ICO warns of surge in UK healthcare data breaches
Healthcare data leaks double since 2013, finds watchdog
Data breaches in Britain's healthcare sector have doubled on those reported in 2013, according to the Information Commissioner's Office (ICO).
Health organisations suffered 183 data leaks caused by human error between April and June 2014, up from 91 breaches reported to the data protection watchdog in the same period the previous year.
The 101 per cent increase in healthcare cyber breaches represented the highest number of incidents, followed by local government and education organisations, the ICO said.
Central government also saw breaches grow by more than a third over the period.
But the private sector recorded a 143 per cent increase in breaches for businesses in general, a 200 per cent increase in incidents for the insurance industry and a 200 per cent rise for pension providers.
It follows news of a huge Sony Pictures data breach in which tens of thousands of employees' details are thought to have been leaked.
Telecoms suffered a 150 per cent increase in breaches, while incidents in recruitment shot up 300 per cent.
Encryption firm Egress Software submitted the Freedom of Information (FoI) request that saw the ICO release the data.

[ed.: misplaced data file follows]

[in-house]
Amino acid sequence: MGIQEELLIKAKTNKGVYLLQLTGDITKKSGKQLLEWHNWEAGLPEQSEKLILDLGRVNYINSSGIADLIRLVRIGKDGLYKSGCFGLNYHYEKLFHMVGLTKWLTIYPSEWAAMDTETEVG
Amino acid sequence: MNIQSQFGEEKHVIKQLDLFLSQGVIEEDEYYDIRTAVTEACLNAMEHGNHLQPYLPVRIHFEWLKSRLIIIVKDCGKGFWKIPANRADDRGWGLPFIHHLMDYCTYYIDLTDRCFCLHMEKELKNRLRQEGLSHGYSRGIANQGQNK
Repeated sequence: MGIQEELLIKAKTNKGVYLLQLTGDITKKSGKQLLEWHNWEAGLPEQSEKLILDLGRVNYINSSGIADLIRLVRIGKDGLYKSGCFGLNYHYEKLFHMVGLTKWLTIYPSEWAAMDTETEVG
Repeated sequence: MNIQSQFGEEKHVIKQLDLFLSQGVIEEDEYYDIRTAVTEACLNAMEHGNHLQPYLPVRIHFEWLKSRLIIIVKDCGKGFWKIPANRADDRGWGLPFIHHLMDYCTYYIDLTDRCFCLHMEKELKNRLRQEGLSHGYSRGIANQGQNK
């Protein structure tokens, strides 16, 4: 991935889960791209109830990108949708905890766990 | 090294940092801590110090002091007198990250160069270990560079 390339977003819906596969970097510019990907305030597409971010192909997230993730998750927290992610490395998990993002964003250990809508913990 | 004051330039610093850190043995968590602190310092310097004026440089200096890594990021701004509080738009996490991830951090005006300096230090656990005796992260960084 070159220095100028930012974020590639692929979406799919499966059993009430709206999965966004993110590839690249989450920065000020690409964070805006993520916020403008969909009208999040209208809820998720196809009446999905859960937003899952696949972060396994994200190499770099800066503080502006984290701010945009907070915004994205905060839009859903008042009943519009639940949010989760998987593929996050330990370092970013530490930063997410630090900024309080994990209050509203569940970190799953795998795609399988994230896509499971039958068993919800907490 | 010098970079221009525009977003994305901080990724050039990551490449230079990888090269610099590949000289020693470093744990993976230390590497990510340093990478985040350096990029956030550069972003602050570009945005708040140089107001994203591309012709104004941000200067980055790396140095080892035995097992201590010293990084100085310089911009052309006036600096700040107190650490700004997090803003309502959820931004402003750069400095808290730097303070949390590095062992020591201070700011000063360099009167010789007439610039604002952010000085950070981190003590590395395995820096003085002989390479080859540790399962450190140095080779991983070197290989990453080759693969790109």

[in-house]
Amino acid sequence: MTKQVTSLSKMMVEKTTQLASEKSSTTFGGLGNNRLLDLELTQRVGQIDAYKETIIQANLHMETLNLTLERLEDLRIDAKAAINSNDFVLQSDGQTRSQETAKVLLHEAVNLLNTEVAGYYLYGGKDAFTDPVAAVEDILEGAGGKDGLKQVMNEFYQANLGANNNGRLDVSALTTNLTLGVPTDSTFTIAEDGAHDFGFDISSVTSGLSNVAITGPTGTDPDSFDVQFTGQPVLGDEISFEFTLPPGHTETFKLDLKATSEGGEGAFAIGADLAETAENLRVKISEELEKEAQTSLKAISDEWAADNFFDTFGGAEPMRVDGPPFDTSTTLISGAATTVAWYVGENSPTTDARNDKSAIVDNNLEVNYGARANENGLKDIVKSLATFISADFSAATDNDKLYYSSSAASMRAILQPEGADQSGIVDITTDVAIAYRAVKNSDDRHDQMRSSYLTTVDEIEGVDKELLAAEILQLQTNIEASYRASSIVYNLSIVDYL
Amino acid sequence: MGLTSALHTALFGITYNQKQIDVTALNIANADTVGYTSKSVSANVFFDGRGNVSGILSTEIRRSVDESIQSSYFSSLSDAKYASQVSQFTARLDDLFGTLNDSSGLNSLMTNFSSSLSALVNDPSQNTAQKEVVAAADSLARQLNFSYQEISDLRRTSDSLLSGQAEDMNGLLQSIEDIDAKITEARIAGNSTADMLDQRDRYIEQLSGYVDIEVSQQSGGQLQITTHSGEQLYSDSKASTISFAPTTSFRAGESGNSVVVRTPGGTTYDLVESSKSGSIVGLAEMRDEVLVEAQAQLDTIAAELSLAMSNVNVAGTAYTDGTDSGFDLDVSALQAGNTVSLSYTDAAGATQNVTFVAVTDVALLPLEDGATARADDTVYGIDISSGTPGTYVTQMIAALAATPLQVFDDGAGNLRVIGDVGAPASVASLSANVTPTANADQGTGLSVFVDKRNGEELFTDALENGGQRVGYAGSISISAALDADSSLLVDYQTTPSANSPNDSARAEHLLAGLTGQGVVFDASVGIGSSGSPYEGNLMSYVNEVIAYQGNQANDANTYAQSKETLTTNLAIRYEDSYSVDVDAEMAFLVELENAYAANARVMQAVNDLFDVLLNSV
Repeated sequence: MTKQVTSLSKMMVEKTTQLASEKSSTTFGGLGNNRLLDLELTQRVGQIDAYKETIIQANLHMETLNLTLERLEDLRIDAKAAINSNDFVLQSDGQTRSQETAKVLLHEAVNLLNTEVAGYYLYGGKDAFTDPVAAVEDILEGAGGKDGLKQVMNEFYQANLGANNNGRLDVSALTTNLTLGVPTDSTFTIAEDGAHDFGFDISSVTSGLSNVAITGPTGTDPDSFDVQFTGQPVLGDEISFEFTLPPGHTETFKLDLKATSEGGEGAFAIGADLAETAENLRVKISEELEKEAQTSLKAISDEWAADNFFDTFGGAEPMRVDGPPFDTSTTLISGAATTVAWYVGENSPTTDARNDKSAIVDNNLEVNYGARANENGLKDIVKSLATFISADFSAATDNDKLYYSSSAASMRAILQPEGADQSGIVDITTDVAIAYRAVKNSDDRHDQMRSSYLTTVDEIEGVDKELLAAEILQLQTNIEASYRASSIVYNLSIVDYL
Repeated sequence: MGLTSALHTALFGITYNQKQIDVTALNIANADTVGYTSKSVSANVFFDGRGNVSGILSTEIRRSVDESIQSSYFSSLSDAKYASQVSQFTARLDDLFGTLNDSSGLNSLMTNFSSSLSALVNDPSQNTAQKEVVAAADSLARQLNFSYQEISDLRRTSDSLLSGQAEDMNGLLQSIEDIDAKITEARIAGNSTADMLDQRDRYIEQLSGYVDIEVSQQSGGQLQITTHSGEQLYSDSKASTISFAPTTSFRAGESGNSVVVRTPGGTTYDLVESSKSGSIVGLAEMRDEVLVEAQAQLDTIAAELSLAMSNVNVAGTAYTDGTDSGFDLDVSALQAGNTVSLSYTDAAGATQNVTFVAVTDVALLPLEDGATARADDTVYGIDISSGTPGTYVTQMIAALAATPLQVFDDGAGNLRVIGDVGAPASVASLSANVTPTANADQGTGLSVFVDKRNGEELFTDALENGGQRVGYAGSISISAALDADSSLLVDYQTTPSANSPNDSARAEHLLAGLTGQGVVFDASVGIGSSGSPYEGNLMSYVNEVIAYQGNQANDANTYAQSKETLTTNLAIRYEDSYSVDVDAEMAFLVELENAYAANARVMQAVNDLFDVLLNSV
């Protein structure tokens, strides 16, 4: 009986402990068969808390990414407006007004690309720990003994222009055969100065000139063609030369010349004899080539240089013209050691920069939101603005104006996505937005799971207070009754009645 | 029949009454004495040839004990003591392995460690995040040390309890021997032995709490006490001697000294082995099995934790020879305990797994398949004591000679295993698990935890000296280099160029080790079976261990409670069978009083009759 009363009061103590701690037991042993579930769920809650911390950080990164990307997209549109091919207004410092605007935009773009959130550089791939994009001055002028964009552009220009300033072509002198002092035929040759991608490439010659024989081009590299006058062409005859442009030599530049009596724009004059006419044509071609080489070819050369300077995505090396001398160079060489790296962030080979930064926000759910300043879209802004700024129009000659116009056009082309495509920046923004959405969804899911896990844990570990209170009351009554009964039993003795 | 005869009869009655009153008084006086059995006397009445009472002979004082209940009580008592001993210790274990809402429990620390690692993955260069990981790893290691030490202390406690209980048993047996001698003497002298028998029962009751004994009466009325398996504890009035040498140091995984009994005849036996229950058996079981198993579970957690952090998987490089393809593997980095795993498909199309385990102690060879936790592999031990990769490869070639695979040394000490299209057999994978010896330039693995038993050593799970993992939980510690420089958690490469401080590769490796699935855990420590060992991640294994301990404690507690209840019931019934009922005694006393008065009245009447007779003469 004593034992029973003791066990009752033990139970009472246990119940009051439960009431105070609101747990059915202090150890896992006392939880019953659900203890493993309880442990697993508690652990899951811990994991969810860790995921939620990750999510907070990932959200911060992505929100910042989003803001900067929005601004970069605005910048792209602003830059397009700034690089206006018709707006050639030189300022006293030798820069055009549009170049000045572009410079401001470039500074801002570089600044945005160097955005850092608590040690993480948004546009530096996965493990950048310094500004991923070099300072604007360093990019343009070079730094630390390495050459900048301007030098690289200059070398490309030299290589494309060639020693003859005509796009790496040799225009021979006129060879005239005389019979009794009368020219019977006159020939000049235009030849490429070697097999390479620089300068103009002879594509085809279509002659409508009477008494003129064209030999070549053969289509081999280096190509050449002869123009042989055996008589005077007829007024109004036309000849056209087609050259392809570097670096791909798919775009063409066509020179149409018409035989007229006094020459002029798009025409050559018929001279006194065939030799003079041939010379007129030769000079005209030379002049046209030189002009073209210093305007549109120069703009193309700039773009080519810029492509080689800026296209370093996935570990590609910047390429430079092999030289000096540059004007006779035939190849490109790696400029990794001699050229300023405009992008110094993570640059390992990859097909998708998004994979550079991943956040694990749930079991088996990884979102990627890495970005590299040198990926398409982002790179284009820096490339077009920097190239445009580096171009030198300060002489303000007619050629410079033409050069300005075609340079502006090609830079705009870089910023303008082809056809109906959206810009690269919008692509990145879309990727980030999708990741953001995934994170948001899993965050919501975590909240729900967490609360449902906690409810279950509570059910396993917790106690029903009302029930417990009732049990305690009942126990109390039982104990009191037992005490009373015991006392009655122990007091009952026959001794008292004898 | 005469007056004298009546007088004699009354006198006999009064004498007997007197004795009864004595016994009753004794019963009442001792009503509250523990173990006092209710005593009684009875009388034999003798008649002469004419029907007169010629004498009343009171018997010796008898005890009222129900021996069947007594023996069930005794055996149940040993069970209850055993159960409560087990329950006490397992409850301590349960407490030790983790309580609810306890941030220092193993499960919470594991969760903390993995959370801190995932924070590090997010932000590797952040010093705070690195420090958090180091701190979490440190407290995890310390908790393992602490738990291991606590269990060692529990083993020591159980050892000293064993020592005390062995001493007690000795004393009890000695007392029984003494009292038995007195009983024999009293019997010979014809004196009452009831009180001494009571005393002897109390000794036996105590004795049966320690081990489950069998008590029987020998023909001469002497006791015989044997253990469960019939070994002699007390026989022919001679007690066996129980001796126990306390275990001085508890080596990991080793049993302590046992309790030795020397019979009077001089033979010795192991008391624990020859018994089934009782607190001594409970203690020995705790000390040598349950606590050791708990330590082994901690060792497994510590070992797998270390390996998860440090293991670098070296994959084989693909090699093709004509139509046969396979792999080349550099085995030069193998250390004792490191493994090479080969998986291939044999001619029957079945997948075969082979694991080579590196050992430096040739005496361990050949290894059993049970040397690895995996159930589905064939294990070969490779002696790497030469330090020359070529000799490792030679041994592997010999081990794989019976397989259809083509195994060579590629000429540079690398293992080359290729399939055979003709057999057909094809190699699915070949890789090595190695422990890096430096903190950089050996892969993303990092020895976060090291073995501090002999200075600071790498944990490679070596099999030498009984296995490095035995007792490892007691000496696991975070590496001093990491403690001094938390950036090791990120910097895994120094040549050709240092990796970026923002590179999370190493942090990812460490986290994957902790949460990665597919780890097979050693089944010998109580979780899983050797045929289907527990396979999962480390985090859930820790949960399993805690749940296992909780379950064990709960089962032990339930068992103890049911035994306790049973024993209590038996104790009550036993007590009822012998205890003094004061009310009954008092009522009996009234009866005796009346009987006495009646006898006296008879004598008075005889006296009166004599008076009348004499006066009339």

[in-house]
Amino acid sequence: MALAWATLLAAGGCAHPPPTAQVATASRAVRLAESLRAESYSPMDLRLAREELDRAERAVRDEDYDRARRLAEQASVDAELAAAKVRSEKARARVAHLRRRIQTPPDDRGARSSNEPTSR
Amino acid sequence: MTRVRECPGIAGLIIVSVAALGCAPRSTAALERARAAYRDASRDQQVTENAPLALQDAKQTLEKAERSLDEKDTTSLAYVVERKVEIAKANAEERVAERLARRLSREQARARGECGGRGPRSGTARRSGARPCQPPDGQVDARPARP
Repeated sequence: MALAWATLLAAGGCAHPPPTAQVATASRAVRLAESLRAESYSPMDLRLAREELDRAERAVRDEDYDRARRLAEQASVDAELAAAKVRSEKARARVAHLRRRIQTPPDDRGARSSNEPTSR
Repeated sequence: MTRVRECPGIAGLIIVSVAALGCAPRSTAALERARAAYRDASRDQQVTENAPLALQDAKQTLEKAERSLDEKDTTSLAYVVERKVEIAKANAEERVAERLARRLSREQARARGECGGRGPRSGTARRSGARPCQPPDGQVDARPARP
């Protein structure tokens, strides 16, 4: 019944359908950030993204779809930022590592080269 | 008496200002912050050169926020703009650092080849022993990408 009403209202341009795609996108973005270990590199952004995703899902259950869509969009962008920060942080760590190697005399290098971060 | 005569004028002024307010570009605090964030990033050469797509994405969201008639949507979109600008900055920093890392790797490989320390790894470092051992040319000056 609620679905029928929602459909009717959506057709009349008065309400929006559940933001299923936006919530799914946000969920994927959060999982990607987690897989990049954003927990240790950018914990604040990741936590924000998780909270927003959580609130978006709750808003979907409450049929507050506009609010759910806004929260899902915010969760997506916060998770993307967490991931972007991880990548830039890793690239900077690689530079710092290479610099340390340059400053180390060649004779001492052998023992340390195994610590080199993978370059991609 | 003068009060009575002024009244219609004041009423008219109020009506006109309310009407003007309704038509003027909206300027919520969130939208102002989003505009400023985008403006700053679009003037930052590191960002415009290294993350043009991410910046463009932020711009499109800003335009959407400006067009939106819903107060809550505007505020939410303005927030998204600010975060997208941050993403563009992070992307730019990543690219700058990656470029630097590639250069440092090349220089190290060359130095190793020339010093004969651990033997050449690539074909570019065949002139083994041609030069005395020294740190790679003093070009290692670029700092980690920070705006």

And CEO Tony Pepper said the rise in public and private sector data breaches is worrying.
"The upward trend in the number of data breaches throughout key areas of the public sector should be a cause for continued concern," he said. "These organisations are handling particularly sensitive information, with local government providing services direct to and on behalf of citizens, many of whom are vulnerable or at-risk.
"It is also interesting to note the increase in breaches within the private sector as well. While the data they hold is often of a commercially-sensitive nature, it will still include personal information about their clients.
"There should be a subsequent call to action within the private sector to address areas of concern and gaps in data protection, enhancing the services they provide to clients and their reputation within their markets."
The ICO has fined organisations a total 6.7 million since 2010 for violations under the data protection act, with the public sector responsible for 4.5 million of this.
Pepper said: "To date, the ICO has levied in excess of 6.7 million in fines. It is alarming to see that well over half of [the ICO's fines] is coming from the public sector alone.
"In particular, local government have contributed over one-third to this total. Not only are these organisations and bodies responsible for handling citizens data, their malpractice is being paid for by the public pocket."
Brighton and Sussex University Hospitals NHS Trust has received the largest fine to date, at 325,000. This contributed to the 1.3 million total for the healthcare sector as a whole.
But levied fines could be set to increase next year after new EU Data Regulations are passed into law.
The new regulations stipulate that data breaches can be punished with a maximum fine of 100 million, or five per cent of a company's annual turnover.
Pepper added: "It has never been more key to prioritise best practise when it comes to handling confidential information. As a first step that would bring immediate benefits, organisations need to start implementing encryption technology to improve protection and control."
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